Coronavirus: how Finland became a Nordic Covid-19 success story
Finns have kept the worst of the pandemic at bay despite enacting a shorter lockdown than many other countries
While armchair epidemiologists have focused their attention on Sweden’s distinctive response to the coronavirus pandemic, another Nordic nation has quietly found an effective way to protect lives and livelihoods from Covid-19.
“Finland has had 90% fewer coronavirus deaths per capita than Sweden and its economy contracted by less in the first half of 2020 as well,” the Financial Times reports.
Indeed, Finland and nearby Norway boast “the West’s lowest rates of mortality linked to Covid-19 and a low incidence of coronavirus infections, even though they have kept their economies and societies largely open”, adds The Wall Street Journal.
While Finland has not been immune to the second wave, with the country’s infection rates rising during September, new cases seem to have steadied at a lower level than elsewhere on the continent. In the past 14 days, Finland has recorded 55 cases per 100,000 people, compared with 505 in the UK, 557 in Sweden and 1,242 in Luxembourg, according to the European Centre for Disease Control.
One reason for this relative success is “that for Finns, social distancing comes naturally”, says Reuters. “While a remote Nordic location and one of Europe’s lowest population densities play in its favour in the fight against Covid-19, it helps that many Finns like personal space and solitude.”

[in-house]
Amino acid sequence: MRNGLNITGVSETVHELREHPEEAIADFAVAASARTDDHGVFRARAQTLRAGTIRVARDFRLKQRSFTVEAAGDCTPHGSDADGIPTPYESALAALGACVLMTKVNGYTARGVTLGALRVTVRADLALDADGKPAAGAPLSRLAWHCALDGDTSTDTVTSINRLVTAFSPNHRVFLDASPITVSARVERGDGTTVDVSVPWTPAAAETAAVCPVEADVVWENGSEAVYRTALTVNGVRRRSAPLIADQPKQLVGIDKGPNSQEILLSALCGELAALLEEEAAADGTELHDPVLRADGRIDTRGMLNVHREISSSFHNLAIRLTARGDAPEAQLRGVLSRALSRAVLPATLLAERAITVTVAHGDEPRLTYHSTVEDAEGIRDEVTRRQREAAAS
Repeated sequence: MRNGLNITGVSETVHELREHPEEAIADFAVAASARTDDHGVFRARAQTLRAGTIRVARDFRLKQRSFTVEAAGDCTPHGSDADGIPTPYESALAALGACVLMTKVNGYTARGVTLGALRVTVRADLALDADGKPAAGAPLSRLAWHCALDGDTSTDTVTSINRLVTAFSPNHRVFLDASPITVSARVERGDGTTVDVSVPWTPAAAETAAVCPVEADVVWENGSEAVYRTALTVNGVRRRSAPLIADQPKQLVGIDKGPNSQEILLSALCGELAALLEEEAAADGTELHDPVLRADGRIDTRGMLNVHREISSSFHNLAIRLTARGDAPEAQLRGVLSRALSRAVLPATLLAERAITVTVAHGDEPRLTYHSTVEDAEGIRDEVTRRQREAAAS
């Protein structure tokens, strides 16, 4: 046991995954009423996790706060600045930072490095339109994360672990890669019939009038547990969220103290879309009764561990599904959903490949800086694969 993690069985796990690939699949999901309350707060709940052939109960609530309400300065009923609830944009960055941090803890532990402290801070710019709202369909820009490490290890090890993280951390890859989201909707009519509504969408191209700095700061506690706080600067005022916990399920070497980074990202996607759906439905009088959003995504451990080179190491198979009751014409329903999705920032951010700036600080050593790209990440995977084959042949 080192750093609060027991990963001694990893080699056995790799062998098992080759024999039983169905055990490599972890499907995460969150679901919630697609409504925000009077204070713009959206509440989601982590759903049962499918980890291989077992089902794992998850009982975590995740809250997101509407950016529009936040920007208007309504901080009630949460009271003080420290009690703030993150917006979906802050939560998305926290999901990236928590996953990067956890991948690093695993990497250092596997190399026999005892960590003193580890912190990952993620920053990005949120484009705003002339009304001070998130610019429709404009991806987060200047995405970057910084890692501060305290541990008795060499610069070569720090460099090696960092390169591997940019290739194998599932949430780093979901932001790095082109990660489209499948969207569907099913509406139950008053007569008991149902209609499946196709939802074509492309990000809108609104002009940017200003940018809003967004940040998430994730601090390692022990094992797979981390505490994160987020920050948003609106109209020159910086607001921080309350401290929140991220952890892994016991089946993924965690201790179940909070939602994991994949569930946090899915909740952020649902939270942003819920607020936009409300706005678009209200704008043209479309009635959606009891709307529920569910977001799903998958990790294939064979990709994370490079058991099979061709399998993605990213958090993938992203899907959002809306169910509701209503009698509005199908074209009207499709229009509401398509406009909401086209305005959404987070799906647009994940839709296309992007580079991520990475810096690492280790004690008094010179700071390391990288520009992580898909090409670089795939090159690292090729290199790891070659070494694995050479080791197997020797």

In fact, according to Mika Salminen, the director of Finland’s public health authority, his countrymen and women “like to keep people a metre or more away” even in normal times, “or we start feeling uncomfortable”.
Another “big distinction”, says the Financial Times, is Finland’s “focus on preparedness and how to act in national emergencies, born out of its collective experience during the Winter War in 1939-40 against the Soviet Union”. As a result, Finnish hospitals have had ample supplies of PPE throughout the crisis.
Even Anders Tegnell, Sweden’s outspoken state epidemiologist, has acknowledged how well Finland has fared. “Their level of preparedness is just way beyond anything we would even dream about in Sweden,” he said in September.
While Finland’s shops have remained open and curfews have been avoided, the government in Helsinki enacted “some of Europe’s strictest travel restrictions”, says Reuters. Visitors from all but a handful of countries outside Europe were banned, and a regime of quarantine and testing was required for EU arrivals.
Domestic travel was restricted too: Helsinki and its surrounding area were effectively sealed off, with no one allowed in or out for several weeks.
According to Johan Strang of the University of Helsinki, this approach worked because of clear communication and a national tendency towards stoicism. As a result, he says, the government “can implement quite drastic measures without anybody questioning them”.